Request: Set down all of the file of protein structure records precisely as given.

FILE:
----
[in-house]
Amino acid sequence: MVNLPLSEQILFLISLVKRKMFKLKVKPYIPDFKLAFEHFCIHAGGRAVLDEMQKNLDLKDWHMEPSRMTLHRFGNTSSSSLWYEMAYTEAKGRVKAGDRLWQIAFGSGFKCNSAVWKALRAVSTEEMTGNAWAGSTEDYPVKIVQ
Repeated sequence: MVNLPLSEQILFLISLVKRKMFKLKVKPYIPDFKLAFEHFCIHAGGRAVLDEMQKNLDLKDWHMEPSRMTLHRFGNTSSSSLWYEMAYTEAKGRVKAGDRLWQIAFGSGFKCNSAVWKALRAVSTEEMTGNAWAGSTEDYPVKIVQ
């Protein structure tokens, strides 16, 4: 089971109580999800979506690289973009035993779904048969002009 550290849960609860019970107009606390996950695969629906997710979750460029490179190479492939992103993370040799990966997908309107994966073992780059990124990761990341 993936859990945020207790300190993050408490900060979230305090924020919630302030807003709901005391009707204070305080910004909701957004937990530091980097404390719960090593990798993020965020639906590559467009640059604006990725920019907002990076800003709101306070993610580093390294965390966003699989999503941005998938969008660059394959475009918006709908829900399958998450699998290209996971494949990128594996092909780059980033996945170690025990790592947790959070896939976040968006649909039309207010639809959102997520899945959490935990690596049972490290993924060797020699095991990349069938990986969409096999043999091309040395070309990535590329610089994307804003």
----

[in-house]
Amino acid sequence: MVNLPLSEQILFLISLVKRKMFKLKVKPYIPDFKLAFEHFCIHAGGRAVLDEMQKNLDLKDWHMEPSRMTLHRFGNTSSSSLWYEMAYTEAKGRVKAGDRLWQIAFGSGFKCNSAVWKALRAVSTEEMTGNAWAGSTEDYPVKIVQ
Repeated sequence: MVNLPLSEQILFLISLVKRKMFKLKVKPYIPDFKLAFEHFCIHAGGRAVLDEMQKNLDLKDWHMEPSRMTLHRFGNTSSSSLWYEMAYTEAKGRVKAGDRLWQIAFGSGFKCNSAVWKALRAVSTEEMTGNAWAGSTEDYPVKIVQ
């Protein structure tokens, strides 16, 4: 089971109580999800979506690289973009035993779904048969002009 550290849960609860019970107009606390996950695969629906997710979750460029490179190479492939992103993370040799990966997908309107994966073992780059990124990761990341 993936859990945020207790300190993050408490900060979230305090924020919630302030807003709901005391009707204070305080910004909701957004937990530091980097404390719960090593990798993020965020639906590559467009640059604006990725920019907002990076800003709101306070993610580093390294965390966003699989999503941005998938969008660059394959475009918006709908829900399958998450699998290209996971494949990128594996092909780059980033996945170690025990790592947790959070896939976040968006649909039309207010639809959102997520899945959490935990690596049972490290993924060797020699095991990349069938990986969409096999043999091309040395070309990535590329610089994307804003």